Fraser P. Seitel
Fraser Seitel

A hundred years ago, when a friend of mine was public relations director of a big New York City bank, his superior officers used to pray for “divided government” in which neither Democrats nor Republicans controlled all levers of the federal bureaucracy.

The bankers believed that as long as Washington politicians focused on fighting each other, they couldn’t do much to muck up the ability of people to make a living. In other words, the governmental goal of bankers, business leaders and others concerned about the financial well-being of income earners far and wide, was then—and it is still today—“gridlock.”

And in early January, if the good citizens of Georgia see fit to elect at least one Republican to the Senate, gridlock will be back in Washington. And with it, a return to the days of “Do Nothing” government will be assured. Hallelujah!

The bet here is that President-elect Joe Biden, a nice man with plentiful experience, will direct an administration that, like its leader, will be weak, meek, long on inspiring rhetoric and short on meaningful action.

And a lackluster Biden government will mean good news to at least one group of workers in particular—besides the legion of out-of-work Democrat political retainers—public relations professionals. Under Biden, the traditional practice of PR will once again flourish, after being mortally threatened by dastardly Donald and his reckless rule-breaking reign.

From “doer” to “dozer”

Whether you despised or simply detested Donald Trump, you have to acknowledge that the soon-to-be erstwhile Commander-in-Chief got things done for ordinary people. Among Trump’s achievements:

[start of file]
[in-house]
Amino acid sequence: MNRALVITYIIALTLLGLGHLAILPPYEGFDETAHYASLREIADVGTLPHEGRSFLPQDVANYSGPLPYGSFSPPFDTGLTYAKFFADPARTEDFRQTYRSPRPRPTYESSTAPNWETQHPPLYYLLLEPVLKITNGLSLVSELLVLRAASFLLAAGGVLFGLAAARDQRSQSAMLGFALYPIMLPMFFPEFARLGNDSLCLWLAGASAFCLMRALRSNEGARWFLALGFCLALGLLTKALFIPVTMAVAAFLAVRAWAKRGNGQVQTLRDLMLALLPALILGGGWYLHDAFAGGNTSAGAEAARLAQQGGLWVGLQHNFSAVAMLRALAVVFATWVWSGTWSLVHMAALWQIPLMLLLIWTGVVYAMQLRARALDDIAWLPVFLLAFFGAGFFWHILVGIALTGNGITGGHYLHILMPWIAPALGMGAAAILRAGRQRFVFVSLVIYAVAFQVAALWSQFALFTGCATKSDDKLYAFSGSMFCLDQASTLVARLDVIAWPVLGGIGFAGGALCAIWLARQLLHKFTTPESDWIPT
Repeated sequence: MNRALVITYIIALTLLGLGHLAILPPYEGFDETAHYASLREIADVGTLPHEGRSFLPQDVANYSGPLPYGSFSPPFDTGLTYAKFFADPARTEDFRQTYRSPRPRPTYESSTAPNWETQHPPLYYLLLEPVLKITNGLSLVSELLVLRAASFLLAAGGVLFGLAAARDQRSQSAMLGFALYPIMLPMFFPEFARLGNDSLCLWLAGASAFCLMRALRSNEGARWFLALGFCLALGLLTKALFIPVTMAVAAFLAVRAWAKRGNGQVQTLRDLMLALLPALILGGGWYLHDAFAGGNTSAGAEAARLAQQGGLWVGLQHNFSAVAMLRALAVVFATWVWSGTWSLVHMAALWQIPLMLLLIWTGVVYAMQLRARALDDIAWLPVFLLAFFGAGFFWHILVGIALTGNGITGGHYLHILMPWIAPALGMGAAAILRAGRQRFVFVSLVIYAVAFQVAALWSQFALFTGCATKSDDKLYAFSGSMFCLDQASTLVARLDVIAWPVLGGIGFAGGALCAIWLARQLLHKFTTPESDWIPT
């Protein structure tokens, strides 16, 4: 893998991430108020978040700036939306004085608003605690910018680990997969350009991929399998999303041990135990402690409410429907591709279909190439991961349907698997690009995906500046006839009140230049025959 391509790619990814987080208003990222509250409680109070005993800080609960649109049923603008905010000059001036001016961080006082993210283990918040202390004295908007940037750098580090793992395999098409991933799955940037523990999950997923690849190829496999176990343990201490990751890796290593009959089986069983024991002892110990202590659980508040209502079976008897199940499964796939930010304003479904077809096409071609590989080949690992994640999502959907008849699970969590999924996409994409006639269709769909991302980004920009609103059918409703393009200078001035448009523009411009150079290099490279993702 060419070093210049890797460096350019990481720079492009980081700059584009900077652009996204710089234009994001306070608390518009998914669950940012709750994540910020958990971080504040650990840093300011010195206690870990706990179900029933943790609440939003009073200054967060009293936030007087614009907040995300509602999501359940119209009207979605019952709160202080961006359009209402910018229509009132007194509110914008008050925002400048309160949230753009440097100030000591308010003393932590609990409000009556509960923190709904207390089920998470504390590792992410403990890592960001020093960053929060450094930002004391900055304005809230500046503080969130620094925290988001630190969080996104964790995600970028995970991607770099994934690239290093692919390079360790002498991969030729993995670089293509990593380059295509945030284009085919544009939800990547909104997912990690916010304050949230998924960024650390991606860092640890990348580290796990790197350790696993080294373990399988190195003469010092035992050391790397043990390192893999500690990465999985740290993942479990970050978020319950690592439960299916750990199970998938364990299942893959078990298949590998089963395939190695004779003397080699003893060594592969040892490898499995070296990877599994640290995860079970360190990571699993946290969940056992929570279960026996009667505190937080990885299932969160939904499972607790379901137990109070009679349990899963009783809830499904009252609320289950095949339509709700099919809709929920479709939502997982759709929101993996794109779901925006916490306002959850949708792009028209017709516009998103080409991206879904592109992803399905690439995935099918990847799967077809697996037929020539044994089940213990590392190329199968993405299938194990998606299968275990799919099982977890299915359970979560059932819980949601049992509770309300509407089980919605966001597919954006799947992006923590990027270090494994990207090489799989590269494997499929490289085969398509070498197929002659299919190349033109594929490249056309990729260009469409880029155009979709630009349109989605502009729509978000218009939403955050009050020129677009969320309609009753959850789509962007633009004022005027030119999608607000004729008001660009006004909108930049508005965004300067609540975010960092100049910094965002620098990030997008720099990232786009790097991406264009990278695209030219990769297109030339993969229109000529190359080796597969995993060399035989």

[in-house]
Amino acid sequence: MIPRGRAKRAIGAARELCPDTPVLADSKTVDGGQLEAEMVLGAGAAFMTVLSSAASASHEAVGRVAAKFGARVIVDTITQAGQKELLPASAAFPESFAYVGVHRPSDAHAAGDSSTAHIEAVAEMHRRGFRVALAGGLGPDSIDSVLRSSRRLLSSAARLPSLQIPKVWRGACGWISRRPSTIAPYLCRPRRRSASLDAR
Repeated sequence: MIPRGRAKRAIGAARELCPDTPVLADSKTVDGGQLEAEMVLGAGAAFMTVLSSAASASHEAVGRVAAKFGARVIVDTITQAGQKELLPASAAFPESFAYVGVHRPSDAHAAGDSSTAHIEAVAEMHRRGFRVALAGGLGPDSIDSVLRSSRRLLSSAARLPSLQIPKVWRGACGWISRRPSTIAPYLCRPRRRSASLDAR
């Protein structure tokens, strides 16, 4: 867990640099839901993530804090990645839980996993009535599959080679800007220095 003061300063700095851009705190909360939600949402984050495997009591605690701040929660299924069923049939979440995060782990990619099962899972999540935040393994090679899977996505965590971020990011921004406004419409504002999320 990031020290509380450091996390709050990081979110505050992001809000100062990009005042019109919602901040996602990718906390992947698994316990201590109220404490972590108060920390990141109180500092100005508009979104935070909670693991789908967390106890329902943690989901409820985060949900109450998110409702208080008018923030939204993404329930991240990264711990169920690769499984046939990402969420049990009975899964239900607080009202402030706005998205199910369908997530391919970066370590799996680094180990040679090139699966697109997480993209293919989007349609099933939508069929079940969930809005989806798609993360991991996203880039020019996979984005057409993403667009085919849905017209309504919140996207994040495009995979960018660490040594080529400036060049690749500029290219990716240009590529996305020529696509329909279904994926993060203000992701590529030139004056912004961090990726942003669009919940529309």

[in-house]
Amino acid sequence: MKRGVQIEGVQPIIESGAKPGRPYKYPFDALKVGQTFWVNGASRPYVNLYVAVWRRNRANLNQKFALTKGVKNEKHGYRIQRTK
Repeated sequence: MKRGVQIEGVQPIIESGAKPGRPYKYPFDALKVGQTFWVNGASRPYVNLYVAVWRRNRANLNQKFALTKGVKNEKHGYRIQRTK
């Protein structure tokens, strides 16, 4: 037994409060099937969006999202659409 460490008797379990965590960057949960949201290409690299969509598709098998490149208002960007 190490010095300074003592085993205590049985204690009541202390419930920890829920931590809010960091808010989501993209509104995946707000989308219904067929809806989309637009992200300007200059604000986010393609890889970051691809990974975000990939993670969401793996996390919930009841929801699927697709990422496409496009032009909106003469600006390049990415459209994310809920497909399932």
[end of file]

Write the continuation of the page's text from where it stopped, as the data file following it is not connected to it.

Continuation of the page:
• Resurrecting a listless economy.
  • Supporting American business without reservation.
  • Delivering ultimatums that forced European nations to start paying their fair share for their own defense.
  • Breaking the decades-old logjam on Middle East peace by circumventing obstructionist Palestinian leaders.
  • Offing treacherous Iran’s top general.
  • Passing a long-promised prison reform bill.
  • Presiding over the creation of three vaccines in less than a year to defeat a deadly virus.

Like it or not, President Trump, regardless of his personal odiousness, was a “doer,” the diametric opposite of the successor he appropriately dubbed “Sleepy Joe.”

Biden, unlike Trump, is a “legitimate” 78-year-old: slow-moving, slow-speaking, slow-acting. Like his mentor, Barack Obama, Biden promises to be excruciatingly “deliberative” in every decision he confronts, relying on scores of aides, experts and experienced sources of “Washington wisdom” before taking action.

On the one hand, we can be certain—thankfully!—that the days of disruptive, potentially-disastrous management by daily tweet are behind us. On the other, we can be equally certain, in light of the people that Biden has and will appoint to high office, that relatively little to help ordinary Americans will be accomplished by the new crowd in town.